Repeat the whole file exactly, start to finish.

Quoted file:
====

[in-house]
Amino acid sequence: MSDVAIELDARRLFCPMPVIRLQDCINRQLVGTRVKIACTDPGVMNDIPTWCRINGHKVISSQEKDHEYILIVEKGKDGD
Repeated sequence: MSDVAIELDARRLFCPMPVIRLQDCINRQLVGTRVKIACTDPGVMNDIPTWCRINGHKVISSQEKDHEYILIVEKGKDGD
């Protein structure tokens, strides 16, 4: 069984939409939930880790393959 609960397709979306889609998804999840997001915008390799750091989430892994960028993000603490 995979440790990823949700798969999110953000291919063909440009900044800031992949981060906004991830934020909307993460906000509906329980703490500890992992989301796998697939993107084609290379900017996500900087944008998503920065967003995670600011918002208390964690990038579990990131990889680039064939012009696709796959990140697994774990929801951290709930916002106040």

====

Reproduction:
[in-house]
Amino acid sequence: MSDVAIELDARRLFCPMPVIRLQDCINRQLVGTRVKIACTDPGVMNDIPTWCRINGHKVISSQEKDHEYILIVEKGKDGD
Repeated sequence: MSDVAIELDARRLFCPMPVIRLQDCINRQLVGTRVKIACTDPGVMNDIPTWCRINGHKVISSQEKDHEYILIVEKGKDGD
């Protein structure tokens, strides 16, 4: 069984939409939930880790393959 609960397709979306889609998804999840997001915008390799750091989430892994960028993000603490 995979440790990823949700798969999110953000291919063909440009900044800031992949981060906004991830934020909307993460906000509906329980703490500890992992989301796998697939993107084609290379900017996500900087944008998503920065967003995670600011918002208390964690990038579990990131990889680039064939012009696709796959990140697994774990929801951290709930916002106040």